Certain populations need special consideration. Female gamblers are more likely than male gamblers to live with someone who gambles or drinks, but they are less likely to have alcohol or legal problems themselves. Women usually gravitate towards games that require less strategy (eg, slots) and tend to gamble to escape thinking about life problems. Women are also more likely than men to seek mental health treatment. With the recent increase in legalized gambling, gambling disorders are probably more prevalent in adolescents than in the general population. Common comorbid conditions include substance abuse and mood and anxiety disorders. Alcohol abuse and drug abuse are often associated with pathologic gambling disorder; estimates of prevalence range from 8% to 47%. Alcohol is often served free of charge in casinos (perhaps to lessen the inhibitions of gamblers), a practice that raises the risk of alcohol use disorders. Gamblers are often nicotine-dependent; smoking is associated with increased severity of gambling problems and psychiatric symptoms. Depression is particularly common in female gamblers. Suicide is often contemplated (especially in the losing, desperation, and giving-up phases) and is attempted in a striking 15% to 20% of patients with pathologic gambling disorder. Personality disorders, especially antisocial personality disorder, have been linked with gambling. Recent studies have also suggested a relationship to other impulse-control disorders, such as compulsive sexual behavior and compulsive shopping. Clearly, depression and alcohol use problems are common, destructive conditions in patients with gambling disorders.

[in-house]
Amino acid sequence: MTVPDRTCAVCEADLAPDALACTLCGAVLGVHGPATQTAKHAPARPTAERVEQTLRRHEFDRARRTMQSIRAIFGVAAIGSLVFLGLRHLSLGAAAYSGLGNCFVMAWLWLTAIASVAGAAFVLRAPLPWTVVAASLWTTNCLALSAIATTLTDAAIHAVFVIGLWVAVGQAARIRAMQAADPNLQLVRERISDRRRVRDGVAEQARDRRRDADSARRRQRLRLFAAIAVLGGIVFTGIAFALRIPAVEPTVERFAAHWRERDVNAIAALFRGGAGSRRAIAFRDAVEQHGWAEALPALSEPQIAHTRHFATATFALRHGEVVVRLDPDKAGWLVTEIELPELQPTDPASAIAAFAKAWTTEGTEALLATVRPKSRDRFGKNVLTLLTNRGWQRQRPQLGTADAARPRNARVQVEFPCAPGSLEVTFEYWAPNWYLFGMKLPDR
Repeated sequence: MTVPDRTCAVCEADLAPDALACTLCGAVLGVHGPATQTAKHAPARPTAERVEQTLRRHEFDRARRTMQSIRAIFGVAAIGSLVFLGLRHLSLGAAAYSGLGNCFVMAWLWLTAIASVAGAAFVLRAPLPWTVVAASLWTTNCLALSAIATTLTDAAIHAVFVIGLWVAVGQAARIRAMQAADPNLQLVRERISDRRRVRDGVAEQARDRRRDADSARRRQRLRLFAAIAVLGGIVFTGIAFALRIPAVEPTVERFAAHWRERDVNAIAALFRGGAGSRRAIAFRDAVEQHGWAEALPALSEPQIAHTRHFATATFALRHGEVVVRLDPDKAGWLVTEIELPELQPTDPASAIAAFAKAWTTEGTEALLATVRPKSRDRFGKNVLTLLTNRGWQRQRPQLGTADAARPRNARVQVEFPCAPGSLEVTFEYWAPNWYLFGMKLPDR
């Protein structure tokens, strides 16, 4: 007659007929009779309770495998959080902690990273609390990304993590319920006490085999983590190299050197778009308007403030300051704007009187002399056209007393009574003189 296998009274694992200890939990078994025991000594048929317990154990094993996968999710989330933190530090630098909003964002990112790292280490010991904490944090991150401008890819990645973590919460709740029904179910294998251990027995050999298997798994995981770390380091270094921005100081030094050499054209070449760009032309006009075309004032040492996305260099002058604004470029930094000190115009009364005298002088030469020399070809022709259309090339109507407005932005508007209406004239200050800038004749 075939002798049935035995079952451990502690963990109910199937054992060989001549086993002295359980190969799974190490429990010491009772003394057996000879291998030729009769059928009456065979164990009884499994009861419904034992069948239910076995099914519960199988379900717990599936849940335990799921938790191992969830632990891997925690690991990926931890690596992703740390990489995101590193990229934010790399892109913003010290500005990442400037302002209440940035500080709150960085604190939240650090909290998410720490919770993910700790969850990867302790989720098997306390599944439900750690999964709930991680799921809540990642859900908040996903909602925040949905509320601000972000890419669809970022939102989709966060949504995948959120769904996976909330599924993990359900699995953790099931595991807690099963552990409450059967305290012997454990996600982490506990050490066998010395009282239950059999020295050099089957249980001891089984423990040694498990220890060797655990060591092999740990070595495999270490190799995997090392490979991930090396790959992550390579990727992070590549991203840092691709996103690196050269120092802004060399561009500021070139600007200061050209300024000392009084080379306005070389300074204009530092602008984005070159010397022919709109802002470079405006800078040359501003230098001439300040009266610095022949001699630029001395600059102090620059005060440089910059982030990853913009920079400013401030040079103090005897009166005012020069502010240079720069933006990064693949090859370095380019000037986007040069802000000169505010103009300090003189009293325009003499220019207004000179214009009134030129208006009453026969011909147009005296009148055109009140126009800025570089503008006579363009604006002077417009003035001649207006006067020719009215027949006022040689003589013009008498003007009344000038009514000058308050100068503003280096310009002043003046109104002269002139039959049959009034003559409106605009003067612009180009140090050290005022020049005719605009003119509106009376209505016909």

Types of gambling
General categories of gambling include card games, lotteries, sports games, bingo, keno, slots, and pull tabs. Pull tabs are paper tickets featuring perforated windows that, when pulled back, reveal game symbols or numbers. State government--sponsored, they sell for about 50 cents to a dollar each; winning pull tabs award about $50 to $200 (odds ratio, about 1:6). In the past decade, Internet gambling has emerged as the most accessible and immediately rewarding form of gambling. Unfortunately, Internet gambling often lacks consumer protections. Some experts suggest that Internet gambling is more addictive than other forms of gambling. However, in general, any game of chance involving risk taking and reward (especially near-immediate reward) can be addictive. Even day-trading on the stock market can be considered a form of gambling.
Genetic and neurobiologic factors